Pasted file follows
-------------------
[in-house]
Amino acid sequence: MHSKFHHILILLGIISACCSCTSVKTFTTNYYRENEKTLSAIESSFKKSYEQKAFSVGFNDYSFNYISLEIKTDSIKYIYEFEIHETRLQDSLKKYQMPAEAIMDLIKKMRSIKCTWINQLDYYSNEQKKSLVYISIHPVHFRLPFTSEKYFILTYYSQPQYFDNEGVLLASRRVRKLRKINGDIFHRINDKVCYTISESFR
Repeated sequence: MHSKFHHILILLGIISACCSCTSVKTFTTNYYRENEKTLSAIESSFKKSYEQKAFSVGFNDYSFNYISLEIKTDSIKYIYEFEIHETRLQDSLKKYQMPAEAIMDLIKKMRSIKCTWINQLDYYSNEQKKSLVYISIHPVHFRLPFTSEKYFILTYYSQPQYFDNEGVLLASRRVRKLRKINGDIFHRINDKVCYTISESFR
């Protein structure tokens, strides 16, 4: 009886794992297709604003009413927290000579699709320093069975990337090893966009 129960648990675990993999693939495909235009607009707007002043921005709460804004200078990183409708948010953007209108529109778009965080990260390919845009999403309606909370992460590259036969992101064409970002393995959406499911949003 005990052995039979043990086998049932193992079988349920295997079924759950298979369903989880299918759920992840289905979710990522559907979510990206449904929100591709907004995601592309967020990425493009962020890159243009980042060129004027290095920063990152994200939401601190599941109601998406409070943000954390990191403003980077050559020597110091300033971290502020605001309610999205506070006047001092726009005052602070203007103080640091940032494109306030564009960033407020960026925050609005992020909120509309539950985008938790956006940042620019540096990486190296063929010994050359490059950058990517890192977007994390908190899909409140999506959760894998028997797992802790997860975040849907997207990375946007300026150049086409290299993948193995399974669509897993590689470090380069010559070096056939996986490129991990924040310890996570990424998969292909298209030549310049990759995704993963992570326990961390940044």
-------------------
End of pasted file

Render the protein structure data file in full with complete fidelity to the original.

[in-house]
Amino acid sequence: MHSKFHHILILLGIISACCSCTSVKTFTTNYYRENEKTLSAIESSFKKSYEQKAFSVGFNDYSFNYISLEIKTDSIKYIYEFEIHETRLQDSLKKYQMPAEAIMDLIKKMRSIKCTWINQLDYYSNEQKKSLVYISIHPVHFRLPFTSEKYFILTYYSQPQYFDNEGVLLASRRVRKLRKINGDIFHRINDKVCYTISESFR
Repeated sequence: MHSKFHHILILLGIISACCSCTSVKTFTTNYYRENEKTLSAIESSFKKSYEQKAFSVGFNDYSFNYISLEIKTDSIKYIYEFEIHETRLQDSLKKYQMPAEAIMDLIKKMRSIKCTWINQLDYYSNEQKKSLVYISIHPVHFRLPFTSEKYFILTYYSQPQYFDNEGVLLASRRVRKLRKINGDIFHRINDKVCYTISESFR
């Protein structure tokens, strides 16, 4: 009886794992297709604003009413927290000579699709320093069975990337090893966009 129960648990675990993999693939495909235009607009707007002043921005709460804004200078990183409708948010953007209108529109778009965080990260390919845009999403309606909370992460590259036969992101064409970002393995959406499911949003 005990052995039979043990086998049932193992079988349920295997079924759950298979369903989880299918759920992840289905979710990522559907979510990206449904929100591709907004995601592309967020990425493009962020890159243009980042060129004027290095920063990152994200939401601190599941109601998406409070943000954390990191403003980077050559020597110091300033971290502020605001309610999205506070006047001092726009005052602070203007103080640091940032494109306030564009960033407020960026925050609005992020909120509309539950985008938790956006940042620019540096990486190296063929010994050359490059950058990517890192977007994390908190899909409140999506959760894998028997797992802790997860975040849907997207990375946007300026150049086409290299993948193995399974669509897993590689470090380069010559070096056939996986490129991990924040310890996570990424998969292909298209030549310049990759995704993963992570326990961390940044």